How has China influenced your career as a musician?
In China I got the chance to play in a professional symphony orchestra. Of course it wasn’t always a smooth ride but I still had great experiences. I got to play many repertoire pieces and also played in many different concert halls, both in and outside China. We had many guest conductors and soloists and it was fun to get to know them. As one of the few foreigners in the orchestra I felt a bit like an ambassador so I would always go greet them and welcome them to China. With my colleagues I had a woodwind trio. We played at various locations and even did a concert in Taiwan together. That was a lot of fun.
Tell us about how you came to open your own music school in China, and what it’s like running your own school.
After quitting the orchestra I became pregnant with my second daughter so I was home to take care of her. When she was a few months old my husband and I decided to take over a music school in our area. We didn’t have a specific one in mind but hubby worked his Internet magic and found a school 2 bus stops from our house. We did it this way to avoid having the additional start up costs and also to already have a name and teachers working for us. We added myself into the mix so to say. I teach clarinet, saxophone, flute, piano and music theory. This is a direct result of being in China: in Holland I would have been limited to clarinet only as that was my specialization. I had to get out of this frame of thinking and that was easier once I realized that I would teach the kids more about music and not just the specific techniques of their instruments. The added benefit for me personally is that my teaching days are very varied, just the way I like it.
It is rewarding to run the school and to teach kids at a level they cannot easily get outside of our school. Since woodwind specialists are quite rare over here I’m in a good position to attract eager students. It helps that I speak Mandarin as some kids aren’t comfortable with English. Of course there are also parents that are happy that I can teach their kids in English to improve their language skills as well. With a lot of students I use a mixture of Chinese and English. Once I’m sure that their English is quite good, I switch to English only.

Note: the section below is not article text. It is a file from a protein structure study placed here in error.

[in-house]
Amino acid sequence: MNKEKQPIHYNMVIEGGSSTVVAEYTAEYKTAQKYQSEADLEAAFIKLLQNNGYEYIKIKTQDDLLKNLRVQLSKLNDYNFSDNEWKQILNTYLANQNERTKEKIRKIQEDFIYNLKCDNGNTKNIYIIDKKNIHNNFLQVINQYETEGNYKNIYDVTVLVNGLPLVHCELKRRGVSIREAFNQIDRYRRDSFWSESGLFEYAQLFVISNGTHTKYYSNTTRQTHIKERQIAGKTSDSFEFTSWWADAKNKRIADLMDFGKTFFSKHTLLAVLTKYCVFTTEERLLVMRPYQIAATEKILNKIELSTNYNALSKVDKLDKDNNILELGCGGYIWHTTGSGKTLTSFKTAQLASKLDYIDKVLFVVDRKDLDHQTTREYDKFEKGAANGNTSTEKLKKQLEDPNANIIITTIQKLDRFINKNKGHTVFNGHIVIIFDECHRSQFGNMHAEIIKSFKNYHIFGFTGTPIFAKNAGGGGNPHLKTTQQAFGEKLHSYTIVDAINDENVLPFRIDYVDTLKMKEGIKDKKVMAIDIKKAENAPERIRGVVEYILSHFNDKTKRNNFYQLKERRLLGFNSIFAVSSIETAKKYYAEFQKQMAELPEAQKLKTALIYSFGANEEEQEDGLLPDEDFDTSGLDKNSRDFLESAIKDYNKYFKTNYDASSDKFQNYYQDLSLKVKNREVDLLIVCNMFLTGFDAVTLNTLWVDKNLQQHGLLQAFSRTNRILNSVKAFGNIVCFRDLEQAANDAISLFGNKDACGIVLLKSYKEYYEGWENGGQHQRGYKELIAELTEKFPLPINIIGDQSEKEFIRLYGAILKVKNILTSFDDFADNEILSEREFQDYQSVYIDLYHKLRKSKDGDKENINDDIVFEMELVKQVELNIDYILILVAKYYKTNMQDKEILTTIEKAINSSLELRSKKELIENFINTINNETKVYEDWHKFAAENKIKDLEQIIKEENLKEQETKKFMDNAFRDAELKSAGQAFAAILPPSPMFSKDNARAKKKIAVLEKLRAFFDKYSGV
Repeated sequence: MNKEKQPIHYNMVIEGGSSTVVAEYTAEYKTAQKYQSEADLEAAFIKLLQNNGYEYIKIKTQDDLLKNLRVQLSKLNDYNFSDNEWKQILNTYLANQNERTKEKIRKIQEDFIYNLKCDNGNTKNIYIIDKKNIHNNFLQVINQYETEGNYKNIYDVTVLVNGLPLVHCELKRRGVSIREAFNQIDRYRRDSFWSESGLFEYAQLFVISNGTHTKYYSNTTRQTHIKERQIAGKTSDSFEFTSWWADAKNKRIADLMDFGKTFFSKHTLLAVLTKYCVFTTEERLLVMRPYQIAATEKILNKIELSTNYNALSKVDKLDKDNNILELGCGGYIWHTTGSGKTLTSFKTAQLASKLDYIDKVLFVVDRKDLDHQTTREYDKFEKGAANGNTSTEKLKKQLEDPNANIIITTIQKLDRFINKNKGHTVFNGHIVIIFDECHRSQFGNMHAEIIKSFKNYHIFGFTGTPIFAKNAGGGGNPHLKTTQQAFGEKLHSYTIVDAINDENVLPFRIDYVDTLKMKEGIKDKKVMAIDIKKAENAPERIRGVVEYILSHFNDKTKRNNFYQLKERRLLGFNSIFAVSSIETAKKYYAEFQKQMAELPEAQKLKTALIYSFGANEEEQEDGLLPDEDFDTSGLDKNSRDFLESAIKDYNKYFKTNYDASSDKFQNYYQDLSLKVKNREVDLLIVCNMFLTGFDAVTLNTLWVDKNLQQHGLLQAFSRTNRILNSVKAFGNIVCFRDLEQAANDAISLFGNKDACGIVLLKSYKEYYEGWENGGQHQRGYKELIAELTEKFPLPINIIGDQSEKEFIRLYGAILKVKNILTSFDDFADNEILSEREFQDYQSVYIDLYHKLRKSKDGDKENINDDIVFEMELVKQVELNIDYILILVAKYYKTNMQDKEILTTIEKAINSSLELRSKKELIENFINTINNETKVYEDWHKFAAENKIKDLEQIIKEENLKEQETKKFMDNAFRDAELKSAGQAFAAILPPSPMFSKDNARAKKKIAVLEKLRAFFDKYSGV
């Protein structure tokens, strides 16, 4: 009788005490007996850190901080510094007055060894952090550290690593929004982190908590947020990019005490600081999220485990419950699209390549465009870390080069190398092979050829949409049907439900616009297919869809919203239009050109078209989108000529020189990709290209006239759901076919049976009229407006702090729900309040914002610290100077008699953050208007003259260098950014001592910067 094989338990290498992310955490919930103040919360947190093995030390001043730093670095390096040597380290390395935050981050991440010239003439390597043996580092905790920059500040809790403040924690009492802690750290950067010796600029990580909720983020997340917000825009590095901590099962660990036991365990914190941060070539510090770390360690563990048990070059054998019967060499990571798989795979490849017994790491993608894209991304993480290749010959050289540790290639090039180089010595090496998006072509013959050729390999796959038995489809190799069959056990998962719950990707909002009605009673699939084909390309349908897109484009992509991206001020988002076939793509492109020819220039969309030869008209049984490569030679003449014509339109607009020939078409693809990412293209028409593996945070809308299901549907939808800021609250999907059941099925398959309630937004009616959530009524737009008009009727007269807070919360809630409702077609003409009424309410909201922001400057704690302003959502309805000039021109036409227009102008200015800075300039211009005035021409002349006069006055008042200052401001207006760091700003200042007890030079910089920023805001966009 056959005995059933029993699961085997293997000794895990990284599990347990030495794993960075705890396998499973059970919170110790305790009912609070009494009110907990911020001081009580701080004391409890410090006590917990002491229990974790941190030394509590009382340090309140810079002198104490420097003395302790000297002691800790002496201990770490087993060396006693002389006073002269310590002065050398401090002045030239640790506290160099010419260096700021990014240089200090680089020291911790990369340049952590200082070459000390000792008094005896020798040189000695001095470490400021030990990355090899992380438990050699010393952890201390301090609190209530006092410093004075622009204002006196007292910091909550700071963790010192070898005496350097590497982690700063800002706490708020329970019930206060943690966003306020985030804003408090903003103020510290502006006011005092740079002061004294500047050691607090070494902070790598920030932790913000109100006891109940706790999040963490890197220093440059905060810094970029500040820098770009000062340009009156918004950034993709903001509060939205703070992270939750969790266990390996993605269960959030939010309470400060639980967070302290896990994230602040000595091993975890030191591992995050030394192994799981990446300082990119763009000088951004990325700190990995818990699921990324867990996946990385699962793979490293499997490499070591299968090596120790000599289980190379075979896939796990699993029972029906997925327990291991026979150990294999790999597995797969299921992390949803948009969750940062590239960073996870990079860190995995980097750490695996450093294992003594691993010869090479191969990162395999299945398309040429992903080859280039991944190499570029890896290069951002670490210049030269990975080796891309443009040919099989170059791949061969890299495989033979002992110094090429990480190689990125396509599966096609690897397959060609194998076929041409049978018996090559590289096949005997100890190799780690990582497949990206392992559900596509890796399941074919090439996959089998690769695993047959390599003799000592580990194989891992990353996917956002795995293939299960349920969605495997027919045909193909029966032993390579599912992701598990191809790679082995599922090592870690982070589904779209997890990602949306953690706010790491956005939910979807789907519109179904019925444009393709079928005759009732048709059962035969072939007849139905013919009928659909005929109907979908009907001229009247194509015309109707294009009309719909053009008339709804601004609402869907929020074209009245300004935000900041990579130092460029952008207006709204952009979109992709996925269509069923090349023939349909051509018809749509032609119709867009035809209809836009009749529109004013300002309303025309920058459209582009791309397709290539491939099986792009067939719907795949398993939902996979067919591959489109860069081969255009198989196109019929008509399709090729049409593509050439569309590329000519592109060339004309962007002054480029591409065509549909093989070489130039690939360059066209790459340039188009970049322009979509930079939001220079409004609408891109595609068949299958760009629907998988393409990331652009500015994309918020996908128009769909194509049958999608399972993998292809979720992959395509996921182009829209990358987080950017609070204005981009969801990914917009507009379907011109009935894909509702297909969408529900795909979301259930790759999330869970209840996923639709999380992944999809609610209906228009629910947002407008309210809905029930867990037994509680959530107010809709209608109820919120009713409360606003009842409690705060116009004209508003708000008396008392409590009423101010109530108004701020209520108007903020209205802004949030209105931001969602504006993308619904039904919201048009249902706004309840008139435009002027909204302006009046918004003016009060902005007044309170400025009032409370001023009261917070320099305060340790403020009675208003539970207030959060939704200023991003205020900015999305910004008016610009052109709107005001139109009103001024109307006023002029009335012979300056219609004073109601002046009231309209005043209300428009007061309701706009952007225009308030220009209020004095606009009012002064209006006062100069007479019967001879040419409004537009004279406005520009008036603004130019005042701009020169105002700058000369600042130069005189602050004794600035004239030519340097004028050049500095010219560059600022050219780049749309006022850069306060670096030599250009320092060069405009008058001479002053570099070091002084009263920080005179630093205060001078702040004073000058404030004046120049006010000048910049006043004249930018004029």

What do you think it takes to be a successful musician here in China?
As a classical musician I find it a bit hard to say. I usually join an orchestra or play chamber music concerts that my friends organize, I’m very lucky that way. As with every kind of artistic profession in China the problem is the outward fixation of many people. As long as it looks good, it must be amazing, right? The actual skills seem to be of lesser importance.
I think that some not yet established musicians may feel that they need to be very commercial and only play standard repertoire, preferably with Chinese songs mixed in to catch the attention of the audience. I’ve seen some change though as I went to listen to a contemporary music concert a while back. The music was very avant-garde but the hall was full of people. I thought that this was really cool and I hope that people will start listening to more and different kinds of music.